Multiple choice: do you love it or hate it? Few other exam formats provoke such passionate responses as multiple choice, yet this format is common at the university level. If you prefer other types of exam formats to multiple choice, understanding why you dislike multiple choice may help you determine what steps to take to master this exam format. We've encountered a few common reasons for some students' difficulty with multiple choice; see if you can identify with any of these situations.
Whatever your feelings about multiple choice, you'll encounter this format often at university, especially in first- and second-year courses. Keep reading this handout for extensive information to help you with many aspects of multiple choice, from study strategies through ways to untangle difficult wording.
Since multiple choice exams are common in courses which cover a lot of factual information, the most important planning strategy is to stay on top of your coursework. If you keep up with readings and assignments, attend lectures and take thorough notes, and set aside time to integrate and summarize your text and lecture notes on a regular basis, you'll be well on your way to preparing effectively for multiple choice exams. Weekly review right from the beginning of the semester can drastically reduce the amount of time you'll need to spend relearning old material before the exam. We recommend that you begin each study session with a quick review of the material you've studied previously, so the previous material stays fresh. Attending Supported Learning Group sessions regularly is another good way to ensure you're processing and keeping up with course content.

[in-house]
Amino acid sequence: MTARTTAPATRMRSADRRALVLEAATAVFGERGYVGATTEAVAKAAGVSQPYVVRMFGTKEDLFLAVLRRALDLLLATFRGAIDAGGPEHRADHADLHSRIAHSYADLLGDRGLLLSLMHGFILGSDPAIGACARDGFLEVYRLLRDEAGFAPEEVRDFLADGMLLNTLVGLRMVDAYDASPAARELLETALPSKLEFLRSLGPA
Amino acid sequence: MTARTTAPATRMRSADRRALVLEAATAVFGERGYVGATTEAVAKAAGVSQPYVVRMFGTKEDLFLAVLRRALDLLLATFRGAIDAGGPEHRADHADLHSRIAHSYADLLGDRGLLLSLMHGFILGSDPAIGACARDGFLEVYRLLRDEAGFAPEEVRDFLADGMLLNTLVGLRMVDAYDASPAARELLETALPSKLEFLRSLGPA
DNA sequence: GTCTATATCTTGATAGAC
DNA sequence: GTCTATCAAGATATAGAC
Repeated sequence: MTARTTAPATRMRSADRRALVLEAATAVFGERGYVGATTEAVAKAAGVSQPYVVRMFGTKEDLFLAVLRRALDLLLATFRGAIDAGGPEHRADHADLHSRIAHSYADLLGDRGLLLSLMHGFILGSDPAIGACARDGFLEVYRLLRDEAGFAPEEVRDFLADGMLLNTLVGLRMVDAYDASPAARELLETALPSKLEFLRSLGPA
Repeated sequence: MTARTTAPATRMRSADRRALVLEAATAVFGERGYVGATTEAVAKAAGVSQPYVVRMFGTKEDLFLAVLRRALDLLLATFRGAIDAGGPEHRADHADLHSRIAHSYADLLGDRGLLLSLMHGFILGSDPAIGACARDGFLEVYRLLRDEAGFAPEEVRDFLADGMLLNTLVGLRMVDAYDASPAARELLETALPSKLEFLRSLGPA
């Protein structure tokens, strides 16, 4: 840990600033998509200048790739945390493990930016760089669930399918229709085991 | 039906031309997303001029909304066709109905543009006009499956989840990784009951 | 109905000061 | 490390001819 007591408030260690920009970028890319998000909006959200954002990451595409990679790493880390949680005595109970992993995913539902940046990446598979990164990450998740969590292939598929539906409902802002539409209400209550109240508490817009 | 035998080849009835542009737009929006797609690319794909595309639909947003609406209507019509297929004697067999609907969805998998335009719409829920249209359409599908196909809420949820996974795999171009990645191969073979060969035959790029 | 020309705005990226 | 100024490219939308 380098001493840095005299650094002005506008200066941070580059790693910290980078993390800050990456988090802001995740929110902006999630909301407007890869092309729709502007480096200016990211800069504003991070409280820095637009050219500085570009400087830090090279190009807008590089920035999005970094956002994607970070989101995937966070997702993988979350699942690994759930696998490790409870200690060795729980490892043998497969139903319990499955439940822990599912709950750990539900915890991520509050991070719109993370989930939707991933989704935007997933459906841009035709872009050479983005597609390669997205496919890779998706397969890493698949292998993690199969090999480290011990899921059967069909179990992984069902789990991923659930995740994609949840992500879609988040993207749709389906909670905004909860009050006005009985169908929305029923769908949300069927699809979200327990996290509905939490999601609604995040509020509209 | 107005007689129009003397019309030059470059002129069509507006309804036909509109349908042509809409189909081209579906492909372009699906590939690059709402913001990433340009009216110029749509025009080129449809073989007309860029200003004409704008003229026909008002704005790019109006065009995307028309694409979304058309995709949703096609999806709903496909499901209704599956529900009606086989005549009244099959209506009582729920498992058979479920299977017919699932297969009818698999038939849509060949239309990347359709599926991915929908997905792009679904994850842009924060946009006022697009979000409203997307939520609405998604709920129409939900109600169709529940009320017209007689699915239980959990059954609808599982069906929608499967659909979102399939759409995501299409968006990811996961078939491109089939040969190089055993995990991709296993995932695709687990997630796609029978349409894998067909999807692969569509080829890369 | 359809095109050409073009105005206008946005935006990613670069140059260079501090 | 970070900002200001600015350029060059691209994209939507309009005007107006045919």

If you make the time to review weekly, you'll avoid having to cram at the last minute. When you cram, the information you've studied stays in your memory for a limited time. That means that you'll probably forget most or all of the information as soon as you've finished the midterm or exam. While cramming might seem like a timesaver at first, it usually ends up costing you in later semesters, when you'll have to relearn information from previous courses. By incorporating regular review into your study schedule, you'll make a difference in your exam performance now and in the future. For ideas and suggestions about how to fit weekly review into your schedule, check out our time management resources.